This data viewing tool from NOAA is highly engaging and offers nearly instant access to dozens of datasets about Earth. Users select from atmosphere, ocean, land, cryosphere, and climate, and drill down from there into more detailed categories.

This interactive shows the different components of the ocean biological pump, i.e., how carbon in the form of either plankton or particles moves into the ocean's depths. It illustrates the situation at the surface, 0-100 meters, 100-500 meters, and below 500 meters.

This simulation allows students to explore the change in sea surface pH levels with increasing CO2 levels.

This is an interactive table with a comprehensive list of 29 greenhouse gases, their molecular structures, a chart showing a time series of their atmospheric concentrations (at several sampling sites), their global warming potential (GWP) and their atmospheric lifetimes. References are given to the data sets that range from the mid-1990s to 2008.

The Climate Momentum Simulation allows users to quickly compare the resulting sea level rise, temperature change, atmospheric CO2, and global CO2 emissions from six different policy options projected out to 2100.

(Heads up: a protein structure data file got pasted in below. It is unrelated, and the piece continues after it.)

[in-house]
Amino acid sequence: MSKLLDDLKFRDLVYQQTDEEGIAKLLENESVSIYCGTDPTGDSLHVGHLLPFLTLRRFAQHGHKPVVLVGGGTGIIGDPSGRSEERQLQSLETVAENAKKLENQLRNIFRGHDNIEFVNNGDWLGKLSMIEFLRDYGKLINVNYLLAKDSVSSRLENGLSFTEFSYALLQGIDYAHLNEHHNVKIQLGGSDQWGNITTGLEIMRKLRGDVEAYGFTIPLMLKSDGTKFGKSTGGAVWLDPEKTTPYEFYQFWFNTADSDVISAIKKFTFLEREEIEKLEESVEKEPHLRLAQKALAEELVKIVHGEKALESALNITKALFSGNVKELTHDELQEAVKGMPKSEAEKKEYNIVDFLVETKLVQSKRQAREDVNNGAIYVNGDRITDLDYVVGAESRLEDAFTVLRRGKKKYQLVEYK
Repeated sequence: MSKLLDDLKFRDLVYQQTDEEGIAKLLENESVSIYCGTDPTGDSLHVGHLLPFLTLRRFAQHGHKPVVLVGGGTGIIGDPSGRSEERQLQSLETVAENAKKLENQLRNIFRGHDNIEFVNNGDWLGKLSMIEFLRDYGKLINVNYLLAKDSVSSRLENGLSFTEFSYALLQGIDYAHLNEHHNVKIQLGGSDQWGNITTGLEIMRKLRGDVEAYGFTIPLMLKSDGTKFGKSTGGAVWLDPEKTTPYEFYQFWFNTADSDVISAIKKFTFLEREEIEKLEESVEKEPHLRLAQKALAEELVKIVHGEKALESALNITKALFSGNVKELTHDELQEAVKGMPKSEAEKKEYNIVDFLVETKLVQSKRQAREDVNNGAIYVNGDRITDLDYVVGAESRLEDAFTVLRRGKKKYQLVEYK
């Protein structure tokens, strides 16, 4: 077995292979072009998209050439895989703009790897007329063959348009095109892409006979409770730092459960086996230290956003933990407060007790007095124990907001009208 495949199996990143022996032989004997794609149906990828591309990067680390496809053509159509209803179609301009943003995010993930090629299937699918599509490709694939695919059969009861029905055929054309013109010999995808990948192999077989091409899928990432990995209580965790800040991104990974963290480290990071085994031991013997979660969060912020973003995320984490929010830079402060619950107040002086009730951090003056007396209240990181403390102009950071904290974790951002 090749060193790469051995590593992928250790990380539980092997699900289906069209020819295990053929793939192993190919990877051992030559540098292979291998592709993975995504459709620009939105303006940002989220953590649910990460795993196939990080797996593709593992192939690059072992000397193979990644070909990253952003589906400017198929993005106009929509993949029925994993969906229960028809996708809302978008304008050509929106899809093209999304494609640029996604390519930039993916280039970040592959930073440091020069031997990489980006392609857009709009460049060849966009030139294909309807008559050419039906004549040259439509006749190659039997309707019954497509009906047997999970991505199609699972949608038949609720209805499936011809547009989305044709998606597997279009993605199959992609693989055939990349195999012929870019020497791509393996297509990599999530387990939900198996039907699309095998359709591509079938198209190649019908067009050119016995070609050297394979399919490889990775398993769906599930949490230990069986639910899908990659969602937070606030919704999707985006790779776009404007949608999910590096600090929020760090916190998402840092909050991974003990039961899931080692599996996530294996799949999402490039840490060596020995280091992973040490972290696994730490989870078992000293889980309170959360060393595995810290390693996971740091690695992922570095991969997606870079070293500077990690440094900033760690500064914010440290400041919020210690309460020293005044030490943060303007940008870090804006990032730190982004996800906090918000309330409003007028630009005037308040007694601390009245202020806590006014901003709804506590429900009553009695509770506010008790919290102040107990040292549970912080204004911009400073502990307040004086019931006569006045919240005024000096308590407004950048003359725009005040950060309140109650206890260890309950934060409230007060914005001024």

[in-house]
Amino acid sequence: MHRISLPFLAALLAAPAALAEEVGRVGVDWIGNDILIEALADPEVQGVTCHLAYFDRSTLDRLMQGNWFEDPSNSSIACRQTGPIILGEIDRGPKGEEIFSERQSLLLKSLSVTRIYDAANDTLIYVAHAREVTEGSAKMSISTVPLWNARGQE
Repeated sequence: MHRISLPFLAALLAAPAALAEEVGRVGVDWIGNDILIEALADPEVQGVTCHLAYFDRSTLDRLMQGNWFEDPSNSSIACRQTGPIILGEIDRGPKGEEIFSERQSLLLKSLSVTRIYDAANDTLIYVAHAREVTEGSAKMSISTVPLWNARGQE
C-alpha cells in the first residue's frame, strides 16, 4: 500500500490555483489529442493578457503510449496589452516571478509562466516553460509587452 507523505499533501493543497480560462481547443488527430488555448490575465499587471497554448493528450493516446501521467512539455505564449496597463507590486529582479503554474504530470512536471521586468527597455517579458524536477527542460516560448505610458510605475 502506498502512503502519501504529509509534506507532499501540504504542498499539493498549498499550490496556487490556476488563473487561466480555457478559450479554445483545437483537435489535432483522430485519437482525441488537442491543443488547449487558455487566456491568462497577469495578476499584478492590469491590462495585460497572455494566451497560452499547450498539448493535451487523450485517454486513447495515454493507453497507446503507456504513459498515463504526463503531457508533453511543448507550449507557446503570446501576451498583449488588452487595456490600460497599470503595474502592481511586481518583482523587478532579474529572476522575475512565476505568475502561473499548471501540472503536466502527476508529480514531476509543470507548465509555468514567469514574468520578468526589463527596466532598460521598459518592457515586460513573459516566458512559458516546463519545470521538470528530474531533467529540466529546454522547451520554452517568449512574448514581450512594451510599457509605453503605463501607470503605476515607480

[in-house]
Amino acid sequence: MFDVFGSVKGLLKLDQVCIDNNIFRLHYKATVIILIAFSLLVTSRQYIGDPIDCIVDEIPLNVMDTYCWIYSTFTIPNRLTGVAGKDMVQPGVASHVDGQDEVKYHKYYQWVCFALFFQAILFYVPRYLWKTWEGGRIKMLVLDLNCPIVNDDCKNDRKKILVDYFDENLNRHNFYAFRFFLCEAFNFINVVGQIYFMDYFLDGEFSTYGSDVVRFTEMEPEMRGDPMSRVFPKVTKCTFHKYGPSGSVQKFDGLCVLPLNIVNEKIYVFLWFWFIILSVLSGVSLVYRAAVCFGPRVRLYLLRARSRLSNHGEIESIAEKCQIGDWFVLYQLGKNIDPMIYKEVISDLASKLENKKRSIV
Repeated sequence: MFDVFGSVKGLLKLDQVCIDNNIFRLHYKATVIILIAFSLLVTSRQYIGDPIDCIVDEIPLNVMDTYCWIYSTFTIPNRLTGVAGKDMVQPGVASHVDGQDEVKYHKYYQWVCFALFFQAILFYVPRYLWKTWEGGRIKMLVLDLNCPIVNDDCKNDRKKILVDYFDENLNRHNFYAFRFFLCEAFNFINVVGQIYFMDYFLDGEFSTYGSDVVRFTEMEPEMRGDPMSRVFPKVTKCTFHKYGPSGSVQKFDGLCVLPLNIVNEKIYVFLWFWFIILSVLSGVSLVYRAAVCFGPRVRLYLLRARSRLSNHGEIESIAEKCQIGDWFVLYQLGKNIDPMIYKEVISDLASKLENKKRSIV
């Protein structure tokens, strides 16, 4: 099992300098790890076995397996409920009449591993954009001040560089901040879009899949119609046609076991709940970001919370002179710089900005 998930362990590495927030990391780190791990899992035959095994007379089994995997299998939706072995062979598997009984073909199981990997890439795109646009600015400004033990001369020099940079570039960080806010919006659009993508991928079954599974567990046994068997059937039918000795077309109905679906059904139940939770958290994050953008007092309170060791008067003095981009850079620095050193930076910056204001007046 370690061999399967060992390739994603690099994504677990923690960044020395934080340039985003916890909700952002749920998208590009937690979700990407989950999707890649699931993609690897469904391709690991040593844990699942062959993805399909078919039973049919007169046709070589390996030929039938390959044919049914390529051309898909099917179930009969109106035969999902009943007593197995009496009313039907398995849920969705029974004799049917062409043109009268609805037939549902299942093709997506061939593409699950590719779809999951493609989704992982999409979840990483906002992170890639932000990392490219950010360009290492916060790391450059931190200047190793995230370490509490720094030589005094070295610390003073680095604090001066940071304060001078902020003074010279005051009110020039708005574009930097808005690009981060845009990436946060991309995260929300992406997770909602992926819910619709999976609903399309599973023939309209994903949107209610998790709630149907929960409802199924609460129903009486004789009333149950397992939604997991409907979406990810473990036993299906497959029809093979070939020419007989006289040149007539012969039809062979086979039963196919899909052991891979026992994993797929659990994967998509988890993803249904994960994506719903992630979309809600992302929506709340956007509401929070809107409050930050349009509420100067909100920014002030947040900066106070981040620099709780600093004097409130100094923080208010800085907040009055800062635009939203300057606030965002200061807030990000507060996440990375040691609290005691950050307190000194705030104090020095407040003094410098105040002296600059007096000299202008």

This visualization shows the molecular interaction of infrared radiation with various gases in the atmosphere. Focus is on the interaction with C02 molecules and resultant warming of the troposphere.

This interactive follows carbon as it moves through various components of the carbon cycle.

This interactive animation focuses on the carbon cycle and includes embedded videos and captioned images to provide greater clarification and detail of the cycle than would be available by a single static visual alone.

This visualization is a collection of maps, by continent, that project the impact on coastlines of a 216-foot rise in sea level, which is assumed to be the result of melting all the land ice on Earth.

This interactive visualization provides a clear, well-documented snapshot of current and projected values of several climate variables for local areas in California. The climate variables include observed and projected temperatures, projected snowpack, areas vulnerable to flooding due to sea level rise, and projected increase in wildfires. The projected values come from expert sources and well-established climate models.

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